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Monthly Archives: January 2008

Can I have the Check, Please?

I have seen presentations and documents, articles and blogs all talking about how these other virtualization technologies have the same features as we do. Citrix says their version of Resource Pools are comparable to ours. Microsoft says our VMotion is comparable to their “Quick” migration technology (where you incur downtime to the application). They do this to try and get that all important check mark (√) on the table to make them look equivalent to VMware Infrastructure 3. If you dig down into it, and what the check mark actually means, you will see they can’t honestly place that mark in there.

For example, let’s look at Resource Management of your Virtual Infrastructure. Citrix claims that because they have this capability called Resource Pools they are equivalent to VMware Infrastructure 3, but to be honest, their Resource Pools are nothing more than common configuration management as stated in their product overview:

Pool-based configuration – Common settings can be set and applied automatically on a pool-wide basis, simplifying reconfiguration.

Resource Pooling is the ability to aggregate the entire resources (CPU and  Memory) of a cluster of servers. From there, you can divvy these resources between different child pools while continuously optimizing the virtual machines’ utilization of these resources across physical hosts. Our Resource Pools allow you to guarantee say 70% of the processing power to the production VMs, but allow it to grab the additional 30% of the cycles if necessary while guaranteeing that your staging environment (also hosted in the same cluster) never takes more than the 30% you have given it.

On the Microsoft front, they imply that their “Intelligent Placement” is resource management, or the equivalent of our Distributed Resource Scheduling as detailed here:

Intelligent Placement -Selecting the appropriate virtual machine host for a given workload is the key to maximizing the utilization of physical assets, whether the organization’s goal is to balance loads among existing hosts or to maximize resource usage on each host. In Virtual Machine Manager, this process is called “Intelligent Placement.”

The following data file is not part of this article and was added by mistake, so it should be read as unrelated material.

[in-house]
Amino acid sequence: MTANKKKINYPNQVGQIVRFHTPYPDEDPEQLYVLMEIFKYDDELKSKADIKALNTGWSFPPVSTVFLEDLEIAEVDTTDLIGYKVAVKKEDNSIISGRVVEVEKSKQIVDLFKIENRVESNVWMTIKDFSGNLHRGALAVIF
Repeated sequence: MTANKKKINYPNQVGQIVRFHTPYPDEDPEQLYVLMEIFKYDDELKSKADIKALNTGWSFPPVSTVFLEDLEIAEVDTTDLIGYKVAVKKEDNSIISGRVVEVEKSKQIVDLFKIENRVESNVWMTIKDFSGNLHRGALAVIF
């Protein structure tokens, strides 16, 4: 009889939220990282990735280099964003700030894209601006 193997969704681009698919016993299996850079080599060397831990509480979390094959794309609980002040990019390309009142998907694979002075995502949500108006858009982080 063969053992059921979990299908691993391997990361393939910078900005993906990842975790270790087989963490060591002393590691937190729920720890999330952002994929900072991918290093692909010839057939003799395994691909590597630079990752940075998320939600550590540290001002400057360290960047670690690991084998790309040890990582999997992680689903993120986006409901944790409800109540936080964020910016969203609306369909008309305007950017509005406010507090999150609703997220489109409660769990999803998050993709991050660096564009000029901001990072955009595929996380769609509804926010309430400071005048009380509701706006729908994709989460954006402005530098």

But Distributed Resource Scheduling (DRS) is MUCH more than deciding where to place a virtual machine when you create it. What happens after that virtual machine has been running? The load on the system changes, perhaps this virtual machine, or another needs more resources, with DRS, we will redistribute this workload across all physical systems in the cluster on the fly without ANY downtime to the application

So as you can see, they are trying to marginalize our advances by saying their minimal features are equivalent to our feature rich and fully baked products. Take a look at the table below and see if their capabilities warrant a check.

 

Citrix XenServer

Enterprise

Microsoft

Hyper-V

VMware

Infrastructure 3

Continuous Optimization – Across Physical Host Machines

Optimized Initial Placement of Virtual Environments on Power On

Distributed Power Management

Aggregate Collections of Hardware Resources for

Create Child Pools for dynamic resource distribution

Multi-VM Resource Guarantees

Live Migration of Virtual Environments

 

To be honest, though, check marks aren’t enough. If we were simply selling “Speeds and Feeds” you would see that we blow the competition away, but at VMware, we aren’t creating features, we are providing solutions. We are helping customers  solve their real world problems that go way beyond server consolidation. We are leading the way to simplified Hardware and Software Maintenance, to more efficient Storage and Image and Power Management, to lessening the effects of Downtime and Availability, and to allowing for better Business Continuity. We provide tried and true solutions for Virtual Desktop, VM Lifecycle Management and Lab Self-Servicing.

You tell me, isn’t that what you really want?

The Chaos (aka Macworld) Begins

Today was my first day in the VMware booth at MacWorld 2008. Man was it crowded! What a show so far with Jobs announcing 4 great new technologies (my Apple TV thanks you). What really peaked my interest was all of the people coming by and asking what made VMware Fusion so much better than Parallels for Mac. Ed Baig from USA Today even got me on film talking about this very subject. So here’s my personal (non corporate marketing) rundown on why I think we’re better than Parallels. For what it’s worth I used Parallels for a long time since VMware didn’t have anything on the Mac. I loaded up Fusion since I work for VMware and decided to give it a try. The points below are what got me to switch. Yeah, I know, you say I would have switched anyways since I work for the company. Not true. I’m a technologist and use what works better. Anyhow, here’s the list.

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